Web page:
“Attacking state labeling laws does nothing to address the increasing call from consumers for transparent (genetically engineered) food labeling,” according to a Center for Food Safety statement.

The U.S. House added a provision to the federal farm bill that would have overridden state GMO labeling efforts, but the measure was cut from the final version of the legislation.

Gaining Ground Against GMOs

  • Whole Foods has announced by 2018 all products sold in its stores in the U.S. and Canada will need to divulge whether or not they contain GMOs. 
  • Recently the non-profit Green America mobilized 50,000 people to post comments on Cheerios’ Facebook wall and prompted more than 35,000 consumers to write in and telephone General Mills asking the major food producer to stop using GMOs in popular cereal brands. The initiative worked, General Mills complied and Post Cereals followed suit, agreeing to phase out GMOs from Grape Nuts, Chipotle, Ben & Jerry’s and Kashi.
  • Kroger and Safeway have made commitments not to sell GMOs.

Visit EcoWatch’s GMO page for more related news on this topic.

 

Show Comments ()
Sponsored
U.S. Marine Corps Lance Cpl. Cristian L. Ricardo

One Year Into the Trump Administration, Where Do We Stand?

By John R. Platt

What a long, strange year it's been.

Saturday, Jan. 20 marks the one-year anniversary of the Trump administration officially taking office after a long and arduous election. It's a year that has seen seemingly unending attacks on science and the environment, along with a rise in hateful rhetoric and racially motivated policies. But it's almost been met by the continuing growth of the efforts to resist what the Trump administration has to offer.

Keep reading... Show less
Popular

Chris J. Ratcliffe / Greenpeace

Greenpeace Slams Coca-Cola Plastic Announcement as ‘Dodging the Main Issue’

By Louise Edge

Friday Greenpeace criticized Coca-Cola's new global plastics plan for failing to address the urgency of ocean plastic pollution.

The long awaited policy from the world's largest soft drink company featured a series of measures weaker than those previously announced for Europe and the UK.

Keep reading... Show less
Animals
The two young Iowa vandals knocked over 50 hives and exposed the bees to deadly winter temperatures. Colby Stopa / Flickr

Two Boys Charged With Killing Half a Million Honeybees in Iowa

Two boys were charged with killing more than a half million bees at a honey business in Iowa last month.

"All of the beehives on the honey farm were destroyed and approximately 500,000 bees perished in the frigid temperatures," Sioux City police said in a release.

Keep reading... Show less
Energy

Are Microwaves Really as Bad for the Environment as Cars?

According to many headlines blared around the Internet this week, "microwaves are as damaging to the environment as cars." But this misleading information, based on a new study from the University of Manchester, hopefully doesn't make you feel guilty about zapping your next Hot Pocket.

The research, published in the journal Science of the Total Environment, found that microwave ovens across the European Union generate as much carbon dioxide as nearly 7 million cars and consume an estimated 9.4 terawatts per hour of electricity per year. Okay, that sounds like a lot. But also consider that there are about 130 million microwaves in Europe and some 291 million vehicles on its roads.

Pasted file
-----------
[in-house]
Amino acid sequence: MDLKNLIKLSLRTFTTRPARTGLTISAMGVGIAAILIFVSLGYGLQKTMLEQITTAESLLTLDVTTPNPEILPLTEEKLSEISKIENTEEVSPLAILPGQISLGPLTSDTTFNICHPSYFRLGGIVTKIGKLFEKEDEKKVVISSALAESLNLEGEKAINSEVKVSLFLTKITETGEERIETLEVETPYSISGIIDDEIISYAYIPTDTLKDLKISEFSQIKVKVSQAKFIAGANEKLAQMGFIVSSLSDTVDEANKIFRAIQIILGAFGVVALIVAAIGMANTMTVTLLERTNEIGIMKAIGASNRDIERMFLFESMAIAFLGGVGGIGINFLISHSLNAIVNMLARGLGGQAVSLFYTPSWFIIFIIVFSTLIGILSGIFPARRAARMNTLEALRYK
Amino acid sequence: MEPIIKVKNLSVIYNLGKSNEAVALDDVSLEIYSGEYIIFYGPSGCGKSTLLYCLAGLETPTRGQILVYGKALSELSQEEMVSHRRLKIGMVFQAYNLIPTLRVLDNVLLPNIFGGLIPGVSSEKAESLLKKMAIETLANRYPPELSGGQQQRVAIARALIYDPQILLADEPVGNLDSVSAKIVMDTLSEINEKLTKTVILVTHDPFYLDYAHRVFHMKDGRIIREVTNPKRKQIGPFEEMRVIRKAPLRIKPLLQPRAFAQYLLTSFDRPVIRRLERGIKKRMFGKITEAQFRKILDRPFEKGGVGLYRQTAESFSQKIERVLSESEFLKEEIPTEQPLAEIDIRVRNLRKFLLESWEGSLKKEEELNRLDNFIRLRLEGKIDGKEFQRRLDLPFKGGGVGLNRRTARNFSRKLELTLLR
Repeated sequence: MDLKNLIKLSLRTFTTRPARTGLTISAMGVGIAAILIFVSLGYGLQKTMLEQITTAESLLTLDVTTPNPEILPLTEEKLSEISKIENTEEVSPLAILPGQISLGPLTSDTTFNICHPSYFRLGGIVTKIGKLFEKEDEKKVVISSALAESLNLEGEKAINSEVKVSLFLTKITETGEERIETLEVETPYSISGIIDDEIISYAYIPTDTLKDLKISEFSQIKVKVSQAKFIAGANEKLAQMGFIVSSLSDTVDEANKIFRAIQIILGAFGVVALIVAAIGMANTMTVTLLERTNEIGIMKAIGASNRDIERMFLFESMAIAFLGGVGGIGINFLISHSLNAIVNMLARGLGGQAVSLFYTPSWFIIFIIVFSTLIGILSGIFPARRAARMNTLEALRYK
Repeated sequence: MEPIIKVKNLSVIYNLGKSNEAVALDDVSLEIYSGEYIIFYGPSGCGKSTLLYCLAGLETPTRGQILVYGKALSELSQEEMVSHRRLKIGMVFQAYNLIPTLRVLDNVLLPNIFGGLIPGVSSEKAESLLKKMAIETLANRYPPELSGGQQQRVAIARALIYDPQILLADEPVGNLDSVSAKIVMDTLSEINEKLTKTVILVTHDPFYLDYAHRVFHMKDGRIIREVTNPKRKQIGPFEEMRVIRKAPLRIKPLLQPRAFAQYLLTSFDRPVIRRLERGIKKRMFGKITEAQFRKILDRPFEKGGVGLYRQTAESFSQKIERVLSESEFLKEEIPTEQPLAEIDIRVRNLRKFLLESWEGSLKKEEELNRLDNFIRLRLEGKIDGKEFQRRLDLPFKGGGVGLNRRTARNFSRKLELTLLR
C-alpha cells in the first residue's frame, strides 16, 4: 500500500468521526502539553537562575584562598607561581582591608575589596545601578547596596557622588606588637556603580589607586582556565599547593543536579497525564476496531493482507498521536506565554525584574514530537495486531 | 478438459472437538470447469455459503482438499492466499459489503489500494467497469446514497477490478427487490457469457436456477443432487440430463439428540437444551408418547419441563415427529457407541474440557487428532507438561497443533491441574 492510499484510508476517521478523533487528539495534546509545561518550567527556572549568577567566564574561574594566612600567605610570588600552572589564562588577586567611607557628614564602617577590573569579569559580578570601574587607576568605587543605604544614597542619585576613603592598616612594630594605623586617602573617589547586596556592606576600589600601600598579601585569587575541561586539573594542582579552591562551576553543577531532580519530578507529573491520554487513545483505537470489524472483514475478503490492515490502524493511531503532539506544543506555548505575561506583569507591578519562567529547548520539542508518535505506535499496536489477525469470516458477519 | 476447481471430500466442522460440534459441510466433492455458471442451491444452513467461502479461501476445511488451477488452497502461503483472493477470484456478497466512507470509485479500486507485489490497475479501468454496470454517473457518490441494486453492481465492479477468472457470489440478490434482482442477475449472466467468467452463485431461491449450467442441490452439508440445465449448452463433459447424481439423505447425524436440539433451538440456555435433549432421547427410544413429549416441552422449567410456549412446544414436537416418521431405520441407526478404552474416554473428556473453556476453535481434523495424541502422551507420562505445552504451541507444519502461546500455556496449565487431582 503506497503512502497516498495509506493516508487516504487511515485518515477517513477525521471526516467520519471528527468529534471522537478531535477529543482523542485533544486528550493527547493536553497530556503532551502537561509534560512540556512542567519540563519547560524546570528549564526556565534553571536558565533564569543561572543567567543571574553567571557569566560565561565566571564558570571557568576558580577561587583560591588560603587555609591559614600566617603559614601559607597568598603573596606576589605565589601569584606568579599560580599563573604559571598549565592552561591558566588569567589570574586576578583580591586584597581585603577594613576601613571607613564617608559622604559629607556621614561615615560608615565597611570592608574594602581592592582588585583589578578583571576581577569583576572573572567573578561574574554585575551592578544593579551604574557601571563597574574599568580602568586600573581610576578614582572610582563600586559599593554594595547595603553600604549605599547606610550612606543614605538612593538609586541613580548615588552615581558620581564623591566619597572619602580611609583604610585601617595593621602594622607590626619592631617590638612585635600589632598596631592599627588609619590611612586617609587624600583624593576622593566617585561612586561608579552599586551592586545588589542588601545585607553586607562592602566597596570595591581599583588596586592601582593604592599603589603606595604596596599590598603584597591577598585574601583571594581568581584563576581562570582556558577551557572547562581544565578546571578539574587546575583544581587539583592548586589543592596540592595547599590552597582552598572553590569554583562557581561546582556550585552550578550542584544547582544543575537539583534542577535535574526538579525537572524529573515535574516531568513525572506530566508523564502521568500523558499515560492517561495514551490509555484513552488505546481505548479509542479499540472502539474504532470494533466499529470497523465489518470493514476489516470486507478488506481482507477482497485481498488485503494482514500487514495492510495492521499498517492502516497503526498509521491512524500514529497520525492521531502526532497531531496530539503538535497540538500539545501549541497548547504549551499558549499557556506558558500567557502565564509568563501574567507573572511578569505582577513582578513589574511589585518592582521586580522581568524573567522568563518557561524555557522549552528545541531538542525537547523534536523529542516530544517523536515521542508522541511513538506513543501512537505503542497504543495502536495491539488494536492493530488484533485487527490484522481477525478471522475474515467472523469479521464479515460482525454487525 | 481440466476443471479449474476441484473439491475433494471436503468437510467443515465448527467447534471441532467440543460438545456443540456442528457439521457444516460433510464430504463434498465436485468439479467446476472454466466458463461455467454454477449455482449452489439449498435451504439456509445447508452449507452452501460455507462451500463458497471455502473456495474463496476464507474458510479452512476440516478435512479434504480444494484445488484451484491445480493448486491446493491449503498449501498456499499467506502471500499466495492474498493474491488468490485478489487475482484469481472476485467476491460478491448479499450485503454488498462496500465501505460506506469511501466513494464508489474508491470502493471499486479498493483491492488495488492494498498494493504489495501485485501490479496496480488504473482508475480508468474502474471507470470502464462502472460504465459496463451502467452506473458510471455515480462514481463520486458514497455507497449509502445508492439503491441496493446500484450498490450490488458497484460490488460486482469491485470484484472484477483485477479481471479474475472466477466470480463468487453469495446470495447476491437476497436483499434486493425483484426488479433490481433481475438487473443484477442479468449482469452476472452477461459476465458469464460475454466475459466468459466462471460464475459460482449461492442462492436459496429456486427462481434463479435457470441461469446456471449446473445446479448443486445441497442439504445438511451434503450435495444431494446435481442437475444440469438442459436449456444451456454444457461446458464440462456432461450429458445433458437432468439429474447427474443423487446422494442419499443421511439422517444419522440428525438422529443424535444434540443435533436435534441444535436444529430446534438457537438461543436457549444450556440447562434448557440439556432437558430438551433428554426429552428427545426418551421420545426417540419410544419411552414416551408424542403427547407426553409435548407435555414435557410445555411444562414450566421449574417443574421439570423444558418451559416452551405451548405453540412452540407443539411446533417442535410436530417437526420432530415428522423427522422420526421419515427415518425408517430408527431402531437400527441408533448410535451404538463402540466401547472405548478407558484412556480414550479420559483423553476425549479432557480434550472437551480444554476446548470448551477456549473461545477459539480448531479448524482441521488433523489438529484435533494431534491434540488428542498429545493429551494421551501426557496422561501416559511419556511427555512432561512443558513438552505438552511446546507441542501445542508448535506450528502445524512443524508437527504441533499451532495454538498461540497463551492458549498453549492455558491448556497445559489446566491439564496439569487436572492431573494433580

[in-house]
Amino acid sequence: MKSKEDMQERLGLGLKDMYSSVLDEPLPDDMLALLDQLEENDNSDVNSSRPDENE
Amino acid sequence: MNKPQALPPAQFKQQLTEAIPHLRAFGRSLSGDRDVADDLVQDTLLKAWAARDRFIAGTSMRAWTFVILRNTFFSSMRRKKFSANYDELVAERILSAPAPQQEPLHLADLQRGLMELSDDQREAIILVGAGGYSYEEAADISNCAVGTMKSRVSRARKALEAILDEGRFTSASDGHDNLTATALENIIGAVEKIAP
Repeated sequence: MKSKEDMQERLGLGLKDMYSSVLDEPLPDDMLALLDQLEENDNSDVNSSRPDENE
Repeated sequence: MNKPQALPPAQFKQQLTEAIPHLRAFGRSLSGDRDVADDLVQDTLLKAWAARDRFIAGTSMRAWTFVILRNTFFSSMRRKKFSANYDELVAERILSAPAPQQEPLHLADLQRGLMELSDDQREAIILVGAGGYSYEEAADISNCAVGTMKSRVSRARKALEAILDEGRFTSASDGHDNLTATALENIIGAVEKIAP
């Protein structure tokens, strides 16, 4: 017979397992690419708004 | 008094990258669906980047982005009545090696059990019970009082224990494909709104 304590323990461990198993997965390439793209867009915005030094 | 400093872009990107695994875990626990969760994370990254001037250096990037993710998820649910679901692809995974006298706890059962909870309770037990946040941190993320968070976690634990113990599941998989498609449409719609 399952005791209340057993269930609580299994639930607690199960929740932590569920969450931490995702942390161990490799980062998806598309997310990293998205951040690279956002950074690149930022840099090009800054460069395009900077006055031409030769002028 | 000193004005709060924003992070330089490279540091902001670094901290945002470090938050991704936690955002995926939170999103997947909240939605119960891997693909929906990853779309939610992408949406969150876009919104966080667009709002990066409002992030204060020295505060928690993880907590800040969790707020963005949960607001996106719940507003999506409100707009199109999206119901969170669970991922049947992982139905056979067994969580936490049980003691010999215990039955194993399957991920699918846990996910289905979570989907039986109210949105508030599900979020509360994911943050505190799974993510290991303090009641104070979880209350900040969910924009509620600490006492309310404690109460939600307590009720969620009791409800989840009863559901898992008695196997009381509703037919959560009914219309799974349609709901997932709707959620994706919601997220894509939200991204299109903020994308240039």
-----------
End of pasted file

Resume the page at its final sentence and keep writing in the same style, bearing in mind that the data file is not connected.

Keep reading... Show less
Sponsored
GMO

Monsanto's Roundup Destroys Healthy Microbes in Humans and in Soils

By Julie Wilson

We're only beginning to learn the importance of healthy gut bacteria to our overall health—and the relationship between healthy soil and the human microbiome.

We know that the human microbiome, often referred to as our "second brain," plays a key role in our health, from helping us digest the food we eat, to boosting our brain function and regulating our immune systems.

Keep reading... Show less
Trump Watch
Interior Sec. Ryan Zinke refused to meet with National Park System Advisory Board members last year, prompting most of them to quit. Gage Skidmore / Flickr

From National Parks to the EPA, Trump Administration Stiff-Arms Science Advisers

By Elliott Negin

The Trump administration's testy relationship with science reminds me of that old saying: Advice is least heeded when most needed.

Keep reading... Show less
Sponsored
Health
Shutterstock

8 Ways to Reduce Your Exposure to Hormone-Disrupting Chemicals

By Caroline Cox

What keeps you up at night? Sick kids, restless pets, the latest tragedy on the evening news, politics, wars, earthquakes, hurricanes, fires, money troubles, job stress, and family health and wellbeing? There is no shortage of concerns that make us all toss and turn.

But what keeps the chemical industry up at night? A couple of decades ago a senior Shell executive was asked this very question. The answer? Endocrine disruption.

Keep reading... Show less
Insights
Dave Atkinson / Flickr / CC BY-NC-ND 2.0

Why We'll March Again

This Sunday marks the first anniversary of the Women's March that happened on the day after Donald Trump's inauguration—the largest protest march in our nation's history. The Sierra Club was there that day, and we'll be there this year, too—at a significant moment for women's rights and justice.

Keep reading... Show less
Sponsored

mail-copy

The best of EcoWatch, right in your inbox. Sign up for our email newsletter!